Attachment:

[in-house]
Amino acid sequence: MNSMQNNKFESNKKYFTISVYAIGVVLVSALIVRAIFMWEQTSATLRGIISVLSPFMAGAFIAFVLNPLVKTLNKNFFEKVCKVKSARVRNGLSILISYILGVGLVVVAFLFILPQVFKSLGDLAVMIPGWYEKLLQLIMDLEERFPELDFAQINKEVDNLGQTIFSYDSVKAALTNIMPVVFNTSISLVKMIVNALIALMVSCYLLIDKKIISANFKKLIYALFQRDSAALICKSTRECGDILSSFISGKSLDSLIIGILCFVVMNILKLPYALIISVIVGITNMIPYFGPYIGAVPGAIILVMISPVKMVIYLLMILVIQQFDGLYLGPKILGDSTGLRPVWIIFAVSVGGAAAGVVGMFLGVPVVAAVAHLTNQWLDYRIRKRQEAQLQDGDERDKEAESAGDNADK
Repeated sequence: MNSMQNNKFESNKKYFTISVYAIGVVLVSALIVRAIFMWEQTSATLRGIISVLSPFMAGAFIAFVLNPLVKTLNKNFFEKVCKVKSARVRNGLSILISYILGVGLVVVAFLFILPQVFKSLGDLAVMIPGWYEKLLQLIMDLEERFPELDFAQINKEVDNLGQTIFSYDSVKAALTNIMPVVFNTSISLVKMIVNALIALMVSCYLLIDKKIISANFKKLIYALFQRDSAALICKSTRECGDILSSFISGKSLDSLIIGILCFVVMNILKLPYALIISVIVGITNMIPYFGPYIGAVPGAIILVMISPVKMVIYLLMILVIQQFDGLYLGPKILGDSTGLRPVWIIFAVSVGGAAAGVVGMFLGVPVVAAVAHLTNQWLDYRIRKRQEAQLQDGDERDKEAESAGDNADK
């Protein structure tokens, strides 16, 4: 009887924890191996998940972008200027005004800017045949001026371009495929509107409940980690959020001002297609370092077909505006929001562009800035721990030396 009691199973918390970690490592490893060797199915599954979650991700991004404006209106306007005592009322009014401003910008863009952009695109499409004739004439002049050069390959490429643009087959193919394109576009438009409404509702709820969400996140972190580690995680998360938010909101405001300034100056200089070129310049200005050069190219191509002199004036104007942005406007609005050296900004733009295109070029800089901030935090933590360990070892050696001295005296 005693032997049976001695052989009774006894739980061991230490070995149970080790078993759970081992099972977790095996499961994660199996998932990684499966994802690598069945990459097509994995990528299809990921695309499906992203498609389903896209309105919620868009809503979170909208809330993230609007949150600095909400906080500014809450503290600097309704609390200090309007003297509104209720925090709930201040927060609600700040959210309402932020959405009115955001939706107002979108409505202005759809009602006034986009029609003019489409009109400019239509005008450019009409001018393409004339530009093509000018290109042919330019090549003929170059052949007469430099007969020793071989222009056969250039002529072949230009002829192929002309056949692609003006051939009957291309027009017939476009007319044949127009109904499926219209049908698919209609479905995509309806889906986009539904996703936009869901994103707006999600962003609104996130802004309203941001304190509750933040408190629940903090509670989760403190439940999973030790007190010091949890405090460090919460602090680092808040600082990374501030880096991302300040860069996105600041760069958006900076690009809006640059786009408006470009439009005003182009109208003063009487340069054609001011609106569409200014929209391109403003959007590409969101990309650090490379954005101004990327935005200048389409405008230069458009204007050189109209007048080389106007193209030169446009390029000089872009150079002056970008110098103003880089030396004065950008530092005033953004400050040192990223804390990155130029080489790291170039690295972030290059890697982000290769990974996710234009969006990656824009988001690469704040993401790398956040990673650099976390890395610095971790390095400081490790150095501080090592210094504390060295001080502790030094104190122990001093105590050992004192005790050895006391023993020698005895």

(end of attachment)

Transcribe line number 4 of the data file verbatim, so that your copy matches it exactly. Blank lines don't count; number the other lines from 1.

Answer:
């Protein structure tokens, strides 16, 4: 009887924890191996998940972008200027005004800017045949001026371009495929509107409940980690959020001002297609370092077909505006929001562009800035721990030396 009691199973918390970690490592490893060797199915599954979650991700991004404006209106306007005592009322009014401003910008863009952009695109499409004739004439002049050069390959490429643009087959193919394109576009438009409404509702709820969400996140972190580690995680998360938010909101405001300034100056200089070129310049200005050069190219191509002199004036104007942005406007609005050296900004733009295109070029800089901030935090933590360990070892050696001295005296 005693032997049976001695052989009774006894739980061991230490070995149970080790078993759970081992099972977790095996499961994660199996998932990684499966994802690598069945990459097509994995990528299809990921695309499906992203498609389903896209309105919620868009809503979170909208809330993230609007949150600095909400906080500014809450503290600097309704609390200090309007003297509104209720925090709930201040927060609600700040959210309402932020959405009115955001939706107002979108409505202005759809009602006034986009029609003019489409009109400019239509005008450019009409001018393409004339530009093509000018290109042919330019090549003929170059052949007469430099007969020793071989222009056969250039002529072949230009002829192929002309056949692609003006051939009957291309027009017939476009007319044949127009109904499926219209049908698919209609479905995509309806889906986009539904996703936009869901994103707006999600962003609104996130802004309203941001304190509750933040408190629940903090509670989760403190439940999973030790007190010091949890405090460090919460602090680092808040600082990374501030880096991302300040860069996105600041760069958006900076690009809006640059786009408006470009439009005003182009109208003063009487340069054609001011609106569409200014929209391109403003959007590409969101990309650090490379954005101004990327935005200048389409405008230069458009204007050189109209007048080389106007193209030169446009390029000089872009150079002056970008110098103003880089030396004065950008530092005033953004400050040192990223804390990155130029080489790291170039690295972030290059890697982000290769990974996710234009969006990656824009988001690469704040993401790398956040990673650099976390890395610095971790390095400081490790150095501080090592210094504390060295001080502790030094104190122990001093105590050992004192005790050895006391023993020698005895």